The question is WHY?
Imagine you are a girl born in the remote village in developing world.
From childhood, you will face hurdles that will hinder your education, development and advancement. Because your family has limited resources, when it’s time for you to start school, your parents decide to educate your brothers instead of you—a reality in the 30% of countries still fighting for gender parity in primary school. Because you don’t go to school, you don’t learn to read and write, making you one of the 781 million illiterate women around the world.
On the one hand, for some, poverty and disempowerment go hand-in-hand. As income poverty goes down, so do women become more empowered. Development interventions which focus on ‘practical gender needs’, including women’s income and material assets, will therefore lead both to reduced poverty and to increased female empowerment. Microcredit and women’s savings groups are examples of interventions which, through a focus on practical gender needs, aim both to reduce income poverty and contribute to women’s empowerment.
Critics of this view, on the other hand, argue that such an approach fails to address the root causes of disempowerment, notably women’s unequal position in society relative to men. It burdens women with additional responsibilities; they are already responsible for running the household, and this increasingly has to be combined with income generating activities. Rather than development working for women, women are working for development.
Meaning of Women Empowerment
The meaning of the concept of empowerment has long been a subject of controversy and debate in the social sciences, and there has been no agreement on the meaning of the term. “The phrase ‘the empowerment of women’ means many things to many people”. One explanation given to empowerment is that it relates to improvement in the livelihoods of impoverished people and is often related to good change.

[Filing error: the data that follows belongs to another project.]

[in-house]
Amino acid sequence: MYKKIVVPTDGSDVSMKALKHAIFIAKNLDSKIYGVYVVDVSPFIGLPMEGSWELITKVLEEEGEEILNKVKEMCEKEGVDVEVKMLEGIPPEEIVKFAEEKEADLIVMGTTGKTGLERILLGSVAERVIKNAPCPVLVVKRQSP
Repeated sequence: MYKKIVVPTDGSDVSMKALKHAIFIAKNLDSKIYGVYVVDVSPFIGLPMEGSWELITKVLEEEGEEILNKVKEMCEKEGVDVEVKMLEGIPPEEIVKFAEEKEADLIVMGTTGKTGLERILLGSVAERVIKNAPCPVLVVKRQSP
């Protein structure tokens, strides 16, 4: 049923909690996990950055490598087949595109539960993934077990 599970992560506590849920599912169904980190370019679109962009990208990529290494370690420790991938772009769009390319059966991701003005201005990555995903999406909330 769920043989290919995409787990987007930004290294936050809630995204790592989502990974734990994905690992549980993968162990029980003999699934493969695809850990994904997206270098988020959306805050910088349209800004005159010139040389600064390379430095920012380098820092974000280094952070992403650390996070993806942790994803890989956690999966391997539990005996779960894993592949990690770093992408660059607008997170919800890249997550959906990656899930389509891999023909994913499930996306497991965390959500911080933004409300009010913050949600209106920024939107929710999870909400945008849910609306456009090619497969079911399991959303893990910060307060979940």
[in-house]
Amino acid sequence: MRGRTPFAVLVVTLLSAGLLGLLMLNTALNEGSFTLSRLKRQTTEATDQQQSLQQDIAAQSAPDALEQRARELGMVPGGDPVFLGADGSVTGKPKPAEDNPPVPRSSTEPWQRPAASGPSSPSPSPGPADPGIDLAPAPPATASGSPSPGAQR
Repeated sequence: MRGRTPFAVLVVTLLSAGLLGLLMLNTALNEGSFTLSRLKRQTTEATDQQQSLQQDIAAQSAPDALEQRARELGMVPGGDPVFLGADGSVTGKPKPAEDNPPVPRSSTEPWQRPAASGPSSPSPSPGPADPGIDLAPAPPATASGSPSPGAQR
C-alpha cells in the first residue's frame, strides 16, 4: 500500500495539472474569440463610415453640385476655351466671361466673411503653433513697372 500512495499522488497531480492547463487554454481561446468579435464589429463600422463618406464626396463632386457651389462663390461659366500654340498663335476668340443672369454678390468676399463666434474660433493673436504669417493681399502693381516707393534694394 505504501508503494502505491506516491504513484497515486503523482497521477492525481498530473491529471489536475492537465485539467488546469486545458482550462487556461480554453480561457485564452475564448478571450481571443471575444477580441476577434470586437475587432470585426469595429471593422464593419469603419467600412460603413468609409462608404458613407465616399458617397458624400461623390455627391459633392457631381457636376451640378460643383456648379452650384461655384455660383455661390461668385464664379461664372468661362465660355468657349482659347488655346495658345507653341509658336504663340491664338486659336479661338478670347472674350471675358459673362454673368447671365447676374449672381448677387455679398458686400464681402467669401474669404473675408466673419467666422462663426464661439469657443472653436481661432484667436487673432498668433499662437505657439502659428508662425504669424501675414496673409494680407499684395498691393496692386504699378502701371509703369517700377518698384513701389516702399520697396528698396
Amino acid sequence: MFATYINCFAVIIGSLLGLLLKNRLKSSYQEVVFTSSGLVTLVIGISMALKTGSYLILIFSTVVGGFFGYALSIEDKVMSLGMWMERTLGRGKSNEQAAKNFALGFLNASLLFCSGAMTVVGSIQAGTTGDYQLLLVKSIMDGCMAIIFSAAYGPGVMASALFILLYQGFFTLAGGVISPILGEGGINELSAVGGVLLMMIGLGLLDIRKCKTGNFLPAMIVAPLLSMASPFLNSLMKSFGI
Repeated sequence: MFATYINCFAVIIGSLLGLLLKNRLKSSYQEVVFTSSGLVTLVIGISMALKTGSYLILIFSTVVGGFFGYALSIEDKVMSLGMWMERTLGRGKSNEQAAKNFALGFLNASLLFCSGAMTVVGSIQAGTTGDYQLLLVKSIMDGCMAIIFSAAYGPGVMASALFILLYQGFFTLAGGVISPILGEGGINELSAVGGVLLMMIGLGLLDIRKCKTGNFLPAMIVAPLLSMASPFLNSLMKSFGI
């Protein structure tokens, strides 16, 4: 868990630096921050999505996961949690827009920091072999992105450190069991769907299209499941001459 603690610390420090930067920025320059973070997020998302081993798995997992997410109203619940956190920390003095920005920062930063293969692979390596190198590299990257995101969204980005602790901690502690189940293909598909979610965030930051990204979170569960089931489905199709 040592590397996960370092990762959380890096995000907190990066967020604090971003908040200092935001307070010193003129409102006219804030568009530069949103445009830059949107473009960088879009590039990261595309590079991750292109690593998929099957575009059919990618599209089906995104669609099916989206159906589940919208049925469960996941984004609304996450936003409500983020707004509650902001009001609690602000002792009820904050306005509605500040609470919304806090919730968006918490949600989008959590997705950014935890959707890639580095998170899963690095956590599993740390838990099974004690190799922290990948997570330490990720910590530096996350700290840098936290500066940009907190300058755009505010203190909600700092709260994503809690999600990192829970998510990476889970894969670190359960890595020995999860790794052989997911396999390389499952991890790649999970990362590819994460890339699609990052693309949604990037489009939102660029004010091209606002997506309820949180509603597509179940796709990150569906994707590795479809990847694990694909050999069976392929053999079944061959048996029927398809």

On the other hand, while Holvoet (2005) links empowerment to the process of decision-making, for Kaminski, Kaufman, Graubarth, and Robine (2000), it is a developmental process that promotes an active approach to problem solving, increased political understanding, and an increased ability to exercise control of the environment. Townsend, Gabriel, Emma, Joanna, and Mecado (1999) argue that no one “can empower another person.” The key for transforming power relations is self-empowerment. Empowerment is not something that can be given. If it is conceived as something given, paradoxically, it becomes something that can be taken away. However, if individuals achieve power themselves, no one can take it away from them.
Gender equality is rightly seen as crucial to sustainable development
Nobel Laureate Malala Yousafzai famously quoted “we cannot succeed when half of us are held back.”, and that sentiment precisely outlines the basis of new age women empowerment. Discrimination against women is rampant all over the world even in this 21st century. Patriarchal societies in most countries are adept at exploitation as well as victimization of women. Even though about 50% of the world’s population consists of women, but unfortunately most of them are denied basic rights education, freedom of speech, voting power and even independent identity. There still remain questions about acceptance of women empowerment in the most advanced of countries, while developing nations and nations under political duress are far from achieving the desired status.
Women empowerment in its actuality is synonymous with complete development of the society. An educated woman, with knowledge about health, hygiene, cleanliness is capable of creating a better disease-free environment for her family. A self-employed woman is capable of contributing not only to her family’s finances, but also contributes towards increment of the country’s overall GDP. A shared source of income is much more likely to uplift the quality of life than a single income household and more often than not helps the family come out of poverty trap. Women aware of their legal rights are less likely to be victims of domestic violence or other forms of exploitations. Their inherent aptitude towards organization and well-rounded maintenance of home makes them uniquely suited for political and civil leadership roles. The 73rd & 74th Amendments (1993) to the constitution of India have provided some special powers to women – reservation of seats(33%) and the ‘New Panchayati Raj’ – to empower women at least at the village level, is a prime example of the point in discussion. Participation of women in political and social positions of power has seen marked reduction in corruption in those specific areas which adds another advantageous point in favour of women empowerment.